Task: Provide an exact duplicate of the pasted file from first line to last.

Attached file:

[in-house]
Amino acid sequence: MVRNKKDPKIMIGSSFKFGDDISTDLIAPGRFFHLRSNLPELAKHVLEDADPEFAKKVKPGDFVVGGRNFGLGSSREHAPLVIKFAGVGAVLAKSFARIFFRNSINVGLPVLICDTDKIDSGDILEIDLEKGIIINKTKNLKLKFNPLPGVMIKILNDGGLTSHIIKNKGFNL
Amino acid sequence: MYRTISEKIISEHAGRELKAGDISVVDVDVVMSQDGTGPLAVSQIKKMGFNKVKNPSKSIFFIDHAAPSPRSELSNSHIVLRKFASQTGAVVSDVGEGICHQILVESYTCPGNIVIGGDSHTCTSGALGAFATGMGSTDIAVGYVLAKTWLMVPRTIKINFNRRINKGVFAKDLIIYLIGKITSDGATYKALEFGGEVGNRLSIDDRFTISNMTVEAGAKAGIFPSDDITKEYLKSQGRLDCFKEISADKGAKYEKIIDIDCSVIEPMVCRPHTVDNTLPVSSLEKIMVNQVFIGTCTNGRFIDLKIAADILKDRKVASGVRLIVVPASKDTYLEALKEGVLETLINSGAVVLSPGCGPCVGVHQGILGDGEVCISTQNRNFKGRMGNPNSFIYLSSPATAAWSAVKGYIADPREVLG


[in-house]
Amino acid sequence: MVRNKKDPKIMIGSSFKFGDDISTDLIAPGRFFHLRSNLPELAKHVLEDADPEFAKKVKPGDFVVGGRNFGLGSSREHAPLVIKFAGVGAVLAKSFARIFFRNSINVGLPVLICDTDKIDSGDILEIDLEKGIIINKTKNLKLKFNPLPGVMIKILNDGGLTSHIIKNKGFNL
Amino acid sequence: MYRTISEKIISEHAGRELKAGDISVVDVDVVMSQDGTGPLAVSQIKKMGFNKVKNPSKSIFFIDHAAPSPRSELSNSHIVLRKFASQTGAVVSDVGEGICHQILVESYTCPGNIVIGGDSHTCTSGALGAFATGMGSTDIAVGYVLAKTWLMVPRTIKINFNRRINKGVFAKDLIIYLIGKITSDGATYKALEFGGEVGNRLSIDDRFTISNMTVEAGAKAGIFPSDDITKEYLKSQGRLDCFKEISADKGAKYEKIIDIDCSVIEPMVCRPHTVDNTLPVSSLEKIMVNQVFIGTCTNGRFIDLKIAADILKDRKVASGVRLIVVPASKDTYLEALKEGVLETLINSGAVVLSPGCGPCVGVHQGILGDGEVCISTQNRNFKGRMGNPNSFIYLSSPATAAWSAVKGYIADPREVLG